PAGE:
|Issue:||Asia-Pacific II 2014|
|Topic:||The Internet of us|
|Author:||Jovy I. Hernandez|
|Title:||FVP and Head of PLDT ALPHA Enterprise|
|Organisation:||Philippine Long Distance Telephone Company (PLDT|
Juan Victor “Jovy” Hernandez is currently the First Vice President and Head of PLDT ALPHA Enterprise, the Corporate Business Group of the Philippine Long Distance Telephone Company (PLDT) that serves top tier enterprise customers. Concurrently, he serves as the Head of Sales and Marketing for the Enterprise Business Group of SMART Communications and ePLDT (the ICT arm of the group). He also heads the Enterprise business of PLDT United States, Ltd. He is a Board of Trustee of the IT and Business Processing Association of the Philippines (I/BPAP).
Prior to joining the Philippine telecom giant, Jovy worked for The Hongkong & Shanghai Banking Corporation. He also served as a Consultant to the President and the Director of Corporate Planning for the Rustans Group of Companies.
Jovy obtained his Bachelor’s Degree in Agricultural Economics from the University of the Philippines and his Master’s degree in Business Management from the Asian Institute of Management.
The Internet of Things (IoT) is set to improve lives, products, and ultimately better interconnect us with one another; the real excitement is really just about to begin. Within 20 years, we’ll have billions of devices- including smartphones and their wearable descendants—all ‘talking’ to one another on the IoT.
Put a chip or sensor into any conventional inert device, and you render it ‘smart’. That’s one of the basic underlying principles behind the Internet of Things (IoT), as it was first coined in 2009. The object of smartening up devices and everyday things back then was to track and gather information automatically and more accurately than naturally imperfect human inputs.
However, certain hurdles stood in the way of this organically grown supernet. Incompatibility of formats, diverse platforms, and the relatively high price of necessary hardware were among them. Mostly, these obstacles have been conquered, which is why I feel we are at the dawn of a new internet connecting not just smarter things, but more empowered workforces and companies as well. And we are doing so with an astonishingly unmatched degree of accuracy and reliability.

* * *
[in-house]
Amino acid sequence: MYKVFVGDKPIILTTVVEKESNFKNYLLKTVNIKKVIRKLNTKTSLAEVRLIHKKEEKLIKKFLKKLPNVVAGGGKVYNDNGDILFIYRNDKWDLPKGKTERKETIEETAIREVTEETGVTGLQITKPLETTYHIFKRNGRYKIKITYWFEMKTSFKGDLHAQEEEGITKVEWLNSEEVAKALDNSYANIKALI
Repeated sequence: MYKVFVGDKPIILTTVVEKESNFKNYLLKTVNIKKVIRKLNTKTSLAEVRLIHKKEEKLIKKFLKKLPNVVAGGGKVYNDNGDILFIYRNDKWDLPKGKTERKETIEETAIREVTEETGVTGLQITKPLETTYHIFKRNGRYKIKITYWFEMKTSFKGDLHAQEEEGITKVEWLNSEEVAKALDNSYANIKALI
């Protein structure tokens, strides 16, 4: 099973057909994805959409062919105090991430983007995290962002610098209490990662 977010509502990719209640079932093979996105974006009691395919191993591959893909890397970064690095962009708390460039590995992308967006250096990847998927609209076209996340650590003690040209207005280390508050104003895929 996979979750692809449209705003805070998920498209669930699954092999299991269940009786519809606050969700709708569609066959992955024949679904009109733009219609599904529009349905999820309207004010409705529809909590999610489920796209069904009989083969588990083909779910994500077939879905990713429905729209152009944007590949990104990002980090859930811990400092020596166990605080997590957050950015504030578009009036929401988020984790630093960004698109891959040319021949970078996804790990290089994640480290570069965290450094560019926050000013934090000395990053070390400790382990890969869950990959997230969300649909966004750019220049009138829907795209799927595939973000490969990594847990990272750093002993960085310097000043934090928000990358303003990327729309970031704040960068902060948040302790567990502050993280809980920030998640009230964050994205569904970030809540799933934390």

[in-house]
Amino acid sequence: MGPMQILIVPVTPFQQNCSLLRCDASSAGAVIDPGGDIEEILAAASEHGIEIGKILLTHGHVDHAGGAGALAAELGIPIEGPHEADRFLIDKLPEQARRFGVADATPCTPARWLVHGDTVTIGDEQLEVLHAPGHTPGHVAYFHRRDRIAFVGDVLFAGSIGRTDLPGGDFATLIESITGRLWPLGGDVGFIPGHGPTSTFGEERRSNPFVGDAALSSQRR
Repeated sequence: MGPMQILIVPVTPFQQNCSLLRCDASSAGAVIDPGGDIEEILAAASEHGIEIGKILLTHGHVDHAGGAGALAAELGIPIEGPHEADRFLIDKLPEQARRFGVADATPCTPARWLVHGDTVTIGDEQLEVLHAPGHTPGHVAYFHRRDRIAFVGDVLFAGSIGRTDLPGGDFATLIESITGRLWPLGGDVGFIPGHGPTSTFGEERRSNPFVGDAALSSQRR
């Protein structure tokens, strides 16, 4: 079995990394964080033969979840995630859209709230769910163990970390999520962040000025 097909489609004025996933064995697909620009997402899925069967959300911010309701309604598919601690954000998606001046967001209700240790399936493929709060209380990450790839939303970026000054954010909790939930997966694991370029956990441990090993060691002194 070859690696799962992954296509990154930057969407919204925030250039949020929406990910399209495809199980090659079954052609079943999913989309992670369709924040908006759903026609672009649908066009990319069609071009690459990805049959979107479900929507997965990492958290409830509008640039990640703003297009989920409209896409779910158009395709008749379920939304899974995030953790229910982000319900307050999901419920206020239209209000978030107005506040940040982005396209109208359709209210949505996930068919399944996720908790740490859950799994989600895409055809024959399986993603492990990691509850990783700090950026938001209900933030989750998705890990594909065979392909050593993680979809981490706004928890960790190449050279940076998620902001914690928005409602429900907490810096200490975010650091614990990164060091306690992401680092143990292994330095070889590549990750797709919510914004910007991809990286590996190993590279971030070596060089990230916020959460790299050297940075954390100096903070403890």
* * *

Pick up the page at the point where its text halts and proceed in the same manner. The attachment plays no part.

Two things stand out that will ultimately unlock IoT. One of them is already in our pockets.
The smartphone is the first and smartest of things in our hands today. It’s a super efficient compact base of sensors faithfully tracking your location, your social circle, your online buying preferences, even your health. And the smartphone by itself is destined to become even smarter still.
Within 20 years, we’ll have billions of devices- including smartphones and their wearable descendants—all ‘talking’ to one another on the IoT.
I think the next generation of devices certainly includes wearables as well as, and if I may coin a term—’implantables’ that is, nanotechnology in our bodies that serve as the near-perfect interface between people and even smarter devices. At the center of the IoT after all, are people who will not only receive more information than before, but will also have to process and react faster than before. These devices represent the convergence of all mobile devices in the sense that a central hyper-compact smart device. Here may be all we need to do and interact with will be on the cloud.
More value in connectivity
The other crucial factor of IoT expansion is the combination of cheaper and more energy efficient chips, and the value they add to any once ‘dumb’ product. Obviously, a smarter home appliance stands to make more handsome profits in a highly competitive market. Refrigerators, air conditioners, even light bulbs that ‘sense’ human presence (through your smartphone’s proximity), can scale down energy consumption accordingly. These may quickly become the new performance standards expected by consumers.
Smart TV’s are a good example of an innovation that has come at the right time for its sector. In my opinion, the Flat TV market was becoming increasingly undifferentiated due to the known tendency of expensive hardware technology to get cheaper over time. TVs that once sold for four thousand dollars now typically sell for about a quarter of the amount. Electronics makers needed new innovative features and capabilities that justified good old prices.